Somali PM 'open to dialogue with al-Shabab'

Abdiweli Mohamed Ali tells Al Jazeera he is ready to talk but rebel group must take the initiative.

    Abdiweli Mohamed Ali, Somalia's interim prime minister, says his government is open to the idea of dialogue with rebel group al-Shabab.

    "We are open to dialogue with [al-Shabab]. If they take that route then we are ready for that, but we can't force them to have it with us," Ali said in an interview with Al Jazeera's Peter Greste.

    "It has to come from them, they have to accept that reality. So far they [Al-Shabab] have not taken that option.

    Ali told Al Jazeera that positive things were happening in Somalia for the first time in decades.

    "Things are different now in Somalia, because Somalis have been in this mess for the last 20 years and they are sick and tired of being sick and tired. They are ready to move forward.

    "For the last month or so, progress and positive things have taken place in the country, for the first time in 20 years we have the first all-Somali consultive meeting in Mogadishu. Within three days they have produced a document called the road map."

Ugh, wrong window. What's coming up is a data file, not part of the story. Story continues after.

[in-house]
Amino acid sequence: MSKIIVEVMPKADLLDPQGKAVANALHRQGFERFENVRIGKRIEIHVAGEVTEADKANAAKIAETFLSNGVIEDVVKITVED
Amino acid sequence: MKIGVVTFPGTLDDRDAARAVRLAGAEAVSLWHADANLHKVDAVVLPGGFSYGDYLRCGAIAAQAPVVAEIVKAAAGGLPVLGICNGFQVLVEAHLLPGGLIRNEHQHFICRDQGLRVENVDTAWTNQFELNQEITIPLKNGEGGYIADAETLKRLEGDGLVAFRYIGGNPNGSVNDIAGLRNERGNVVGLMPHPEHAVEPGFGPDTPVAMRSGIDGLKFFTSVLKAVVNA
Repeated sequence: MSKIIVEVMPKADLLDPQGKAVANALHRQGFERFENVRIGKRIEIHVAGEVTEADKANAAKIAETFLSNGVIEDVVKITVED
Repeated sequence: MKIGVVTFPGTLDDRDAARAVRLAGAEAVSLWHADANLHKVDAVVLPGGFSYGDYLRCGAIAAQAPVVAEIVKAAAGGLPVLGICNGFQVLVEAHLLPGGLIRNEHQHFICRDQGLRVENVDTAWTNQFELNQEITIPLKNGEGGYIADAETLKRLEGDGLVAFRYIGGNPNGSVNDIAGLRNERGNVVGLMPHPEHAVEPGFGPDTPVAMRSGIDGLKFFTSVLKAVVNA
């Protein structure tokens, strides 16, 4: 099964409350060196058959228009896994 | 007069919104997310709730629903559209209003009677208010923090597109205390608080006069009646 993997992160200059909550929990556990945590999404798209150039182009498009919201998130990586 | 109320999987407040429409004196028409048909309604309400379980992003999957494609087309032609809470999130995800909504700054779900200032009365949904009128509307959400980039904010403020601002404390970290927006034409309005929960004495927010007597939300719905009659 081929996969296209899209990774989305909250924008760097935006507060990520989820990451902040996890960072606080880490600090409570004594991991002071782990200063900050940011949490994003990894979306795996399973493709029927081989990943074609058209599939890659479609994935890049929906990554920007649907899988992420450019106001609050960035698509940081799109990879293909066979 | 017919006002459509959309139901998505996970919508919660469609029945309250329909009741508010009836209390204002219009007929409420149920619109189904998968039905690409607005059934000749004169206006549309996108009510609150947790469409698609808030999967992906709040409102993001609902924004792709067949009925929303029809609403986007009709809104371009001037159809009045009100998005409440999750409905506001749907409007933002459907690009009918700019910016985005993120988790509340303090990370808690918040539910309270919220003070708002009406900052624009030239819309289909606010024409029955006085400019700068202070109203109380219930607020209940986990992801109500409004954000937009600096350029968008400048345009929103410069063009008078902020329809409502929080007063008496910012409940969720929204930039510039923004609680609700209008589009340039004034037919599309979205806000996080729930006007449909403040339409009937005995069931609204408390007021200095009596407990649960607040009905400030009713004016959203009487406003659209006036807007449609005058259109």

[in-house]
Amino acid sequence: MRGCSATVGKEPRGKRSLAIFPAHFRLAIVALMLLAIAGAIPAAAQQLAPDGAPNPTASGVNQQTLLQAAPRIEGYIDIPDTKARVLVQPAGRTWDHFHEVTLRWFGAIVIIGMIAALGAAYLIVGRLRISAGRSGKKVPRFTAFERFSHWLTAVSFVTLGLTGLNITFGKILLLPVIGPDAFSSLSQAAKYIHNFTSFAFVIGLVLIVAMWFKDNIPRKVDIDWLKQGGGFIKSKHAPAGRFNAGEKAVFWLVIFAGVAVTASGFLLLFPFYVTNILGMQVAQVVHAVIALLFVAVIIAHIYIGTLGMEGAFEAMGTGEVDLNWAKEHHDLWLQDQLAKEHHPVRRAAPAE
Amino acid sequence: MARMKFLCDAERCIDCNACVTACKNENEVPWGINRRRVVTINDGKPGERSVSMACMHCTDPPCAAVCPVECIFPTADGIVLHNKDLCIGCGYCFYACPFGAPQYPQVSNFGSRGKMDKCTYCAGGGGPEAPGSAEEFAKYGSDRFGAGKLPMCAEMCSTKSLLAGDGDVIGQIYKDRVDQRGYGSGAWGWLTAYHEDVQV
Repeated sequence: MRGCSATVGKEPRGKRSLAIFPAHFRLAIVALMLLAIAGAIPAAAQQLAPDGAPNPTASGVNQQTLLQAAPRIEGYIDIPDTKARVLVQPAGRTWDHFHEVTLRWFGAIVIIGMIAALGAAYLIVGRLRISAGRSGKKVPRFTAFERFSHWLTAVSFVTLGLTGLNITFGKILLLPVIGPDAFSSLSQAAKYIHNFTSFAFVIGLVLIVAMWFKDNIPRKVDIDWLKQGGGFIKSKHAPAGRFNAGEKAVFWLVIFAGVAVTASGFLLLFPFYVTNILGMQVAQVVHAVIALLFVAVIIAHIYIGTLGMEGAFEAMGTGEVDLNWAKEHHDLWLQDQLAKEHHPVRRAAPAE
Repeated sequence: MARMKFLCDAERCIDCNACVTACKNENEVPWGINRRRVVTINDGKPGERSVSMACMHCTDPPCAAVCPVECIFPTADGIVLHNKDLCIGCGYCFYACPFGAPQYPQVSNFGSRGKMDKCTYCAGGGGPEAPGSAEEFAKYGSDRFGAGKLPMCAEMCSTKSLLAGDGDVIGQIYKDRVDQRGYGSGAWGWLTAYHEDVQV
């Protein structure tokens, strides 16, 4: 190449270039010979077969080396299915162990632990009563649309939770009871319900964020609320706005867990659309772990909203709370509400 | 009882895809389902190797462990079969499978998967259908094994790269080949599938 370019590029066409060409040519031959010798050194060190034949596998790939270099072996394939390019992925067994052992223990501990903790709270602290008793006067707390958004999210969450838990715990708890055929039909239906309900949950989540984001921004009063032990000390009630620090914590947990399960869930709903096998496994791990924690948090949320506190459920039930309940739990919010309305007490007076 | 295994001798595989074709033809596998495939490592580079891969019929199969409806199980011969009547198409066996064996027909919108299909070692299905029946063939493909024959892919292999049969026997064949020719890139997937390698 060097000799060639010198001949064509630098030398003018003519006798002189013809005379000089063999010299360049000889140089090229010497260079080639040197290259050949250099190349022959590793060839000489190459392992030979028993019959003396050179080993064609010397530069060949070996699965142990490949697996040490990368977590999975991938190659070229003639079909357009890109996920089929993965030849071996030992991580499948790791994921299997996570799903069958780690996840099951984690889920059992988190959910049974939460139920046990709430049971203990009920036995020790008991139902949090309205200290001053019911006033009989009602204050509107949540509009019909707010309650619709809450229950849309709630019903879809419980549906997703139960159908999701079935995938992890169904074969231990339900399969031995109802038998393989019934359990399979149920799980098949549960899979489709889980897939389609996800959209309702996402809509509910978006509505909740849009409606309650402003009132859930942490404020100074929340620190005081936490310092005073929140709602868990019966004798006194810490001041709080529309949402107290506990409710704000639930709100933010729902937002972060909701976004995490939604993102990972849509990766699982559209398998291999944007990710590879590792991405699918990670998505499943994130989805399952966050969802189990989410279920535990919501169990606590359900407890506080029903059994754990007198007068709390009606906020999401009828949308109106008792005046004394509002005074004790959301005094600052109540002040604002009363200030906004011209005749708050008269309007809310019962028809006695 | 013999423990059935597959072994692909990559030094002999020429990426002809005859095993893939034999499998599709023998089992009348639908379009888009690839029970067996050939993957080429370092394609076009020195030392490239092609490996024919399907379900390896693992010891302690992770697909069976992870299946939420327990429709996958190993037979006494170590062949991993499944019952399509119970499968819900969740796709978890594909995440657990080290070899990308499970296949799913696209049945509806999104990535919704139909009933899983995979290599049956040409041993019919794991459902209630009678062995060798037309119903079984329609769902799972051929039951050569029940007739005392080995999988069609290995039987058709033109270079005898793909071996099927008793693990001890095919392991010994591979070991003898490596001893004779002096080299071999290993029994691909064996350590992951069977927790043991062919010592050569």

But Ali said parliamentary reform was still needed, and that current legislators needed to be convinced of the need for reform.

    "There should be a reform of the Parliament, but we have to convince the parliament itself that reform is important, and that it is in the interest of the Somali people," Ali said.

    SOURCE: Al Jazeera


    YOU MIGHT ALSO LIKE

    Double standards: 'Why aren't we all with Somalia?'

    Double standards: 'Why aren't we all with Somalia?'

    More than 300 people died in Somalia but some are asking why there was less news coverage and sympathy on social media.

    How Moscow lost Riyadh in 1938

    How Moscow lost Riyadh in 1938

    Russian-Saudi relations could be very different today, if Stalin hadn't killed the Soviet ambassador to Saudi Arabia.

    Kobe Steel: A scandal made in Japan

    Kobe Steel: A scandal made in Japan

    Japan's third-largest steelmaker has admitted it faked data on parts used in cars, planes and trains.